“Into the Twilight” goes further: a schizophrenic collage of densely packed electronic sounds, Furby-esque vocal fragments, scatting, guitars, keyboards, and just about anything else White could get his hands on in the studio. He also reveals the crux of what he’s doing: “when you cut into the present, the future leaks out.”

This is rock music from the year 2064. And it’s absolutely glorious. There’s an infectious energy that permeates throughout the album, as he transitions frantically from musical passage to musical passage. It begins with the fuzzed out lead single, “Taking Me Back,” probably the closest thing to a trad-rock song White can still muster. Even then, it’s adorned with glitchy guitar effects and a very silly line that contrasts taking coffee black with “taking me back.” On “The White Raven,” he interrupts a rock romp with operatic trills. On “Eosophobia” he signals for a burst of guitars by screeching like a howler monkey (come to think of it, he does this a lot). And he’s absolutely manic on “What’s the Trick?,” complaining “I’m using appropriate compression for/My inappropriate confessions for/Someone I guess who might need it more/I don’t even know what I’m doing it for” (minor critique: maybe a little too compressed, Mr. White) before furiously scolding “plus one, minus one equals zero/That’s a defeatist attitude!” It just builds and builds in intensity, like the ramblings of a lunatic you might find pacing the grounds of a sketchy Waffle House at 3 a.m.

“Shedding My Velvet” closes the record; slower and more methodical than the prior ruckus, building off a shimmering vibraphone, a bluesy guitar lick, a relaxed drum groove, a plucky bass funk. It’s a powerful contrast to the chaos he’s perpetrated, like a sympathetic villain reflecting on what he’s done. “I’m shedding my velvet, can’t you see?” he sings. “This is the real me.” His final words are surprisingly somber: “‘Better to illuminate than merely to shine,’ you say this all the time/And you’re right.”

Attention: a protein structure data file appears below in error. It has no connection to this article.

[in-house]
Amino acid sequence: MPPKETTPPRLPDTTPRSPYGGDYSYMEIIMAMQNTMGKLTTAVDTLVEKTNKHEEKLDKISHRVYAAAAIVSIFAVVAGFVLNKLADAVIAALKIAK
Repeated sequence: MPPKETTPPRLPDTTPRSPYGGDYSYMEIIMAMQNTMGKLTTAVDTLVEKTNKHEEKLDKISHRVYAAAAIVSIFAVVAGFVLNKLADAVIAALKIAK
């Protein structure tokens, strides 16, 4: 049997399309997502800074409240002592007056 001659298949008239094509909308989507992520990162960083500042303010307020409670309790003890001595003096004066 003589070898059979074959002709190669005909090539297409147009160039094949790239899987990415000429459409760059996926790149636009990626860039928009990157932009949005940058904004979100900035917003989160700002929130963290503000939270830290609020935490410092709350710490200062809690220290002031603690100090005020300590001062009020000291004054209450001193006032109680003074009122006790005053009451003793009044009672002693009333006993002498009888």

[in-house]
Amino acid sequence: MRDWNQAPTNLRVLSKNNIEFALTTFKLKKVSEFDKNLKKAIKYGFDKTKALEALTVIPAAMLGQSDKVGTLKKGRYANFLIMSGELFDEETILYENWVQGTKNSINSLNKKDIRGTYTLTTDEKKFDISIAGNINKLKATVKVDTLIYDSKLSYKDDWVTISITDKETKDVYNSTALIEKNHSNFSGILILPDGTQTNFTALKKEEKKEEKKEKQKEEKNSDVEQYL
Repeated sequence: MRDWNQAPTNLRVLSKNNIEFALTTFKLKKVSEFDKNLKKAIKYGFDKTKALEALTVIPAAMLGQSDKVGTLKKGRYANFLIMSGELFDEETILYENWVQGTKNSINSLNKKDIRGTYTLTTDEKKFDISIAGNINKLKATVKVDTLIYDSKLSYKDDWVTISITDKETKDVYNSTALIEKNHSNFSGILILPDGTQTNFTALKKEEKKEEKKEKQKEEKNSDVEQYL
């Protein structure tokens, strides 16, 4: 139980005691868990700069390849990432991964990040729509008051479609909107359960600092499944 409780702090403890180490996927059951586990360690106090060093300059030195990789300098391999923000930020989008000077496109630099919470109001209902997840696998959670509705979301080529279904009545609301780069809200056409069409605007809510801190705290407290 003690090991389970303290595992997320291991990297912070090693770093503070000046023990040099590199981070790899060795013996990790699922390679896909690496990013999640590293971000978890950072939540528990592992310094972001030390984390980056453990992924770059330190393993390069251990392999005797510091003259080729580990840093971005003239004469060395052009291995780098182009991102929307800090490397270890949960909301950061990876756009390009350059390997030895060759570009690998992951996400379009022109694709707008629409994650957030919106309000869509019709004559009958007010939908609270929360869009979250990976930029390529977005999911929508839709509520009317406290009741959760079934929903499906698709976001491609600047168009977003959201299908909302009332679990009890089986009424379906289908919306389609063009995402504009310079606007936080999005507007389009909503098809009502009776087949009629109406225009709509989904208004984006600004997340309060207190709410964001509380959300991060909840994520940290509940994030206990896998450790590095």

So what’s going on here? Well, here’s a theory: in the past, White spoke about his admiration of the late great hip-hop producer J Dilla and even recently collaborated with Tyler, The Creator on his 2019 lovesick opus, Igor. And whether or not he knows it, it seems as though hip-hop has influenced not only the sounds and grooves he’s playing with, but the song structures themselves, sharing more in common with abstract hip-hop records like El-P’s Fantastic Damage or Madlib’s Dil Cosby Suite than Led Zeppelin II. Then again, an argument could just as easily be made that Fear of the Dawn shares just as much in common with the musique concrete of Frank Zappa’s We’re Only In It For the Money, or the sheer wackiness of mid- to late-’90s Ween.

Whatever his influences, White, now 46 years old, makes good on his promise to keep evolving as an artist. For a long time, he longed to capture the rustic simplicity of the past. Now, he’s fully embracing the present and, by extension, playing a part in forging the future. Is this Jack White’s best album? With De Stiji and White Blood Cells out there, that’s a really tough sell, especially for something as off the wall as this. But it is his most interesting. (www.jackwhiteiii.com)

Author rating: 8.5/10

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Average reader rating: 8/10